The scientific method is a step-by-step approach to answering science questions and solving problems that you will need to know for the GED Science test. It ensures the credibility and reproducibility of experimental evidence. Here’s a detailed version of the scientific method:

  1. Observe.

    Many of the most important scientific discoveries start with an observation — information obtained primarily through the senses (seeing, hearing, touching, and so on).

  2. Research.

    Another scientist may have answered the question or solved the problem already. Research provides insight into what’s already been done to answer the question or solve the problem.

  3. Formulate a hypothesis.

    A hypothesis is a proposed explanation for a condition or occurrence that can be tested and either proved or disproved (falsified). A hypothesis can usually be phrased as an if/then question; for example, “If I warm a cup of water, it will dissolve more sugar.”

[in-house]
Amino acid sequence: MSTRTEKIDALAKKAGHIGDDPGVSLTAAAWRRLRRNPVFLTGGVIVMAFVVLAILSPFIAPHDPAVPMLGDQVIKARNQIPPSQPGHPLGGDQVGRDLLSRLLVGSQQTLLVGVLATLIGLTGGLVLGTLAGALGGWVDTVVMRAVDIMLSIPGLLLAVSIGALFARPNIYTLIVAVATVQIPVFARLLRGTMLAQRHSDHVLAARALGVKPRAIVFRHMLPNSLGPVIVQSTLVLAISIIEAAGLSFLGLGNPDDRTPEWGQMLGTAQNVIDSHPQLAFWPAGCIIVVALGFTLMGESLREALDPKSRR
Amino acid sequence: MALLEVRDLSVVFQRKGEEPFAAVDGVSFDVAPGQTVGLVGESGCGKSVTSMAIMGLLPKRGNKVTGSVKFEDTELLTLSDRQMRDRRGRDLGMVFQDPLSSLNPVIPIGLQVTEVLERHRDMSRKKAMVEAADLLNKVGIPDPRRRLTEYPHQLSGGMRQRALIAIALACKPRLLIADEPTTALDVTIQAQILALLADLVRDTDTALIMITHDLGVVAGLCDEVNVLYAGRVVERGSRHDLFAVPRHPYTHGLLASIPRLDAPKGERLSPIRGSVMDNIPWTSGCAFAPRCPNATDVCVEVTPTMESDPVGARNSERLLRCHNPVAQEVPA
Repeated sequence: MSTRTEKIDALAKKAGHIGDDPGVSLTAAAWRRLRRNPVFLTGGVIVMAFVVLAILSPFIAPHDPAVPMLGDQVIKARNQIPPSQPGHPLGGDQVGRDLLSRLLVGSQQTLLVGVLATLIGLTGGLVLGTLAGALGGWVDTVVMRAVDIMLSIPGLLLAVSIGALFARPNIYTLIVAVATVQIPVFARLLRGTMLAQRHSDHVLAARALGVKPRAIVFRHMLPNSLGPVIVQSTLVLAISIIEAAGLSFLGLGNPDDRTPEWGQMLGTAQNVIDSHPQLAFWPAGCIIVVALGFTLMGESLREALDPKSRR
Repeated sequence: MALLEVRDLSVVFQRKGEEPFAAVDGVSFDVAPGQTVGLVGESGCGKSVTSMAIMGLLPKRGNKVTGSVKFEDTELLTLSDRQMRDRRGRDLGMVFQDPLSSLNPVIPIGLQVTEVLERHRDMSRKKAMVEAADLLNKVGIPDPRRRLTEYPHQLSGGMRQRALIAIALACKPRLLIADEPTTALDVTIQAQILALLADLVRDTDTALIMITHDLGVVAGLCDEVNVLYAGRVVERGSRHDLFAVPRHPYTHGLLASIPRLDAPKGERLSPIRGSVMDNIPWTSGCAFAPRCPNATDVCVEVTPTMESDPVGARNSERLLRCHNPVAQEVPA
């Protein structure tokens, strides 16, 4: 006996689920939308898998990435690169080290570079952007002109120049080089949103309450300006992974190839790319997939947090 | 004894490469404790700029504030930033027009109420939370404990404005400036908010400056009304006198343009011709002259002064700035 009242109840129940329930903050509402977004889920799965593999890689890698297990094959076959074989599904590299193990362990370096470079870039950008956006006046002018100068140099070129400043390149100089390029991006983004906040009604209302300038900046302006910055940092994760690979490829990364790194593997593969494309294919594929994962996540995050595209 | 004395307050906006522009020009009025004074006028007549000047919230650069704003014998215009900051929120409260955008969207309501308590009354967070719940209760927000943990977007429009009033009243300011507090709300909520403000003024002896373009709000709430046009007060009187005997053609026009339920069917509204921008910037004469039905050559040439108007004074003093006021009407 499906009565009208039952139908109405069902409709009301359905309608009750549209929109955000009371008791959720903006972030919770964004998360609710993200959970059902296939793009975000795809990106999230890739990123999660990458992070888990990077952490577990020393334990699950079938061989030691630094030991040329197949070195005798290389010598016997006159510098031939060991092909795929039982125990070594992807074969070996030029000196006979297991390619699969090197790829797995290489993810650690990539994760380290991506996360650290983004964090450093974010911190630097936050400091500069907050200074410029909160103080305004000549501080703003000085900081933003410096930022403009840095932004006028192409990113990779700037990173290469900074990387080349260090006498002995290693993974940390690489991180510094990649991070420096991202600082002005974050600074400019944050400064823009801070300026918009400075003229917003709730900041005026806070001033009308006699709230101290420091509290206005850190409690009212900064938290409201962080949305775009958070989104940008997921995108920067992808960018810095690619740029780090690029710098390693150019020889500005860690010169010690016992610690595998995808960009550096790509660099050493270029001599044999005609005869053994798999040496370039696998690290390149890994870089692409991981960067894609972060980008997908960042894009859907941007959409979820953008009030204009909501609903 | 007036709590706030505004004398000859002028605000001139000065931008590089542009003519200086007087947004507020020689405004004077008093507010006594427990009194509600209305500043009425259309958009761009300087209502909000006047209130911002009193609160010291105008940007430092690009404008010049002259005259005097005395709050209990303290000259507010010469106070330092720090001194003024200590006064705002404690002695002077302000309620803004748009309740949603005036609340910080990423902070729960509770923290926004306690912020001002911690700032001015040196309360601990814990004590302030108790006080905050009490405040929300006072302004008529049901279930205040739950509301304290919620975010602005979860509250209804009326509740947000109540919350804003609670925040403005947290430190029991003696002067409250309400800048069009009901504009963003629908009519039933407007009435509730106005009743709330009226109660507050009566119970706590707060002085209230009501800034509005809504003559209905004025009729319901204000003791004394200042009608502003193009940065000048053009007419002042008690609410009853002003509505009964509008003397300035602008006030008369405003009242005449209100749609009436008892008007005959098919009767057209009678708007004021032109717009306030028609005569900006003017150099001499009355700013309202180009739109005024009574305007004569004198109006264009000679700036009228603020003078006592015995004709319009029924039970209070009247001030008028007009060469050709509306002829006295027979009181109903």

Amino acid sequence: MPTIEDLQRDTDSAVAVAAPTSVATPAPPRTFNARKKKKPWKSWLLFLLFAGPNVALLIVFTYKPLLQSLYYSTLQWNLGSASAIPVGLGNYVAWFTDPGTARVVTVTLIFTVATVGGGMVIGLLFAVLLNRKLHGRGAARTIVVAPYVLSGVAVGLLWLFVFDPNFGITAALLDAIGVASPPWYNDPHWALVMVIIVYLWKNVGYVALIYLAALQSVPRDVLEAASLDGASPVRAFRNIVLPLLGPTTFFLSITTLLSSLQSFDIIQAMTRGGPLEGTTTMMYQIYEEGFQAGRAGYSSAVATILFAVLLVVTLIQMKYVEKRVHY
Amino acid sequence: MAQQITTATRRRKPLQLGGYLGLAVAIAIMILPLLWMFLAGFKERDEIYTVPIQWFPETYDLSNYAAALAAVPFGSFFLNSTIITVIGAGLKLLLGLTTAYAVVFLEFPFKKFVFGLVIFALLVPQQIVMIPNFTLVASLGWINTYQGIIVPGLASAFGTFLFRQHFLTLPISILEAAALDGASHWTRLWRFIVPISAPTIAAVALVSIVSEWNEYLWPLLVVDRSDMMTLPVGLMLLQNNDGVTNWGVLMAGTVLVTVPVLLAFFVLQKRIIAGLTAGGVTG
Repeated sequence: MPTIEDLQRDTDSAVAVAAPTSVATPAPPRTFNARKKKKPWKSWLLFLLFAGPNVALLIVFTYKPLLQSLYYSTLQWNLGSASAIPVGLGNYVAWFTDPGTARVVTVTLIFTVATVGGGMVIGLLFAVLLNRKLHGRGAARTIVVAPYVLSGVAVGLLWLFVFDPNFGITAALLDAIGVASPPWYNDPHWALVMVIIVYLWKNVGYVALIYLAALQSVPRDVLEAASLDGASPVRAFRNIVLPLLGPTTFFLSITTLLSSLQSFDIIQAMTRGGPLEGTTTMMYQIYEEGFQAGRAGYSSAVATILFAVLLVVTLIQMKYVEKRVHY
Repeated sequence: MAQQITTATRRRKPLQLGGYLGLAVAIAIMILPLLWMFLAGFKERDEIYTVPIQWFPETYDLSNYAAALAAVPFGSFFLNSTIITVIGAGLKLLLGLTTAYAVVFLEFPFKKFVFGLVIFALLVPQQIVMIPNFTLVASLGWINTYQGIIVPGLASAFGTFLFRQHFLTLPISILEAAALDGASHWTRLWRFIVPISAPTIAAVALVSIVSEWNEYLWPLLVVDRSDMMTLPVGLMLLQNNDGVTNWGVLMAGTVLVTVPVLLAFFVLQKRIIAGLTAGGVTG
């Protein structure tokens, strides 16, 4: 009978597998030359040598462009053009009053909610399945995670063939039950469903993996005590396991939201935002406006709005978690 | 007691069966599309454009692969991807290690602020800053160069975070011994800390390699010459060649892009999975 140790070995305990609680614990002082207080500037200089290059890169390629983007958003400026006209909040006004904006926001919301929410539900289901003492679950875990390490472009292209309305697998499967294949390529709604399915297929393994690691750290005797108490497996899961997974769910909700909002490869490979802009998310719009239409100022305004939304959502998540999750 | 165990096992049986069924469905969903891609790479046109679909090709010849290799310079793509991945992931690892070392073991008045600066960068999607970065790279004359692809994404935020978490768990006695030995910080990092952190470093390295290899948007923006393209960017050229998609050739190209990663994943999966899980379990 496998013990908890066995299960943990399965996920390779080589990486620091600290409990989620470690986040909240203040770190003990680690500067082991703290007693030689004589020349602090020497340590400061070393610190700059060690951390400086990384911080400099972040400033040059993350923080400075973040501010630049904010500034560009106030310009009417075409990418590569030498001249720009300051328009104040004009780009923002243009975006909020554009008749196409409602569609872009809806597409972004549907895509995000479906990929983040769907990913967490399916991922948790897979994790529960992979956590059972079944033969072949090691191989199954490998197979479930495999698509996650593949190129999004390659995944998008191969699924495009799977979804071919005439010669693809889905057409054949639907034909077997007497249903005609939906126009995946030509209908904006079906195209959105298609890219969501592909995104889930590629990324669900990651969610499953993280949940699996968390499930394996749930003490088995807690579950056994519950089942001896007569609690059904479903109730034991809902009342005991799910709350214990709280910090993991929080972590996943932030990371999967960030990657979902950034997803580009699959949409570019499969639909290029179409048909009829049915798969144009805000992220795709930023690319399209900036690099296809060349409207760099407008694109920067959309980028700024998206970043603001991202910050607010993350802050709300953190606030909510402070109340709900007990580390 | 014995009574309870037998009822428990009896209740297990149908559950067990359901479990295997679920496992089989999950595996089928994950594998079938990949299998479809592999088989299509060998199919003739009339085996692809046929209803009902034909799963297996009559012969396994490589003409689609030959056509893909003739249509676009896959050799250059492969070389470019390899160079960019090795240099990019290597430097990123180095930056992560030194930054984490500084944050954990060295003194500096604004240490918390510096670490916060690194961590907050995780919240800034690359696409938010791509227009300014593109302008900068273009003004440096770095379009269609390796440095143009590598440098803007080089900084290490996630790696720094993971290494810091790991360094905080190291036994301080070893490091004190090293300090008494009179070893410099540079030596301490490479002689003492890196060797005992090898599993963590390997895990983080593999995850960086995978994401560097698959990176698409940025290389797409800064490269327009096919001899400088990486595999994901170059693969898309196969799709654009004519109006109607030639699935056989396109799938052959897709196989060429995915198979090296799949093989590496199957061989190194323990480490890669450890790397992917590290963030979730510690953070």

4. Define variables and controls.

    Establishing variables and controls is the first step toward designing an experiment:

    • Variables: Conditions that are changed to determine the effects of those changes. In the water/sugar example, heat is the variable being changed.

    • Controls: Conditions that remain unchanged, to prevent them from influencing the results. In the water/sugar example, using water from the same source and making sure the same amount of water is used for each test are controls.

  5. Create a procedure.

    A procedure is a step-by-step process for conducting the experiment or study, including specifics about the data that will be collected and how it will be recorded.

  6. List and gather the required materials.

    Before starting an experiment or study of any sort, the scientist needs to gather all the supplies needed, including, in some cases, participants for the experiment or study.

  7. Conduct the experiment or study.

    It’s show time! Scientists conduct the experiment or study and record the results.

  8. Analyze the data.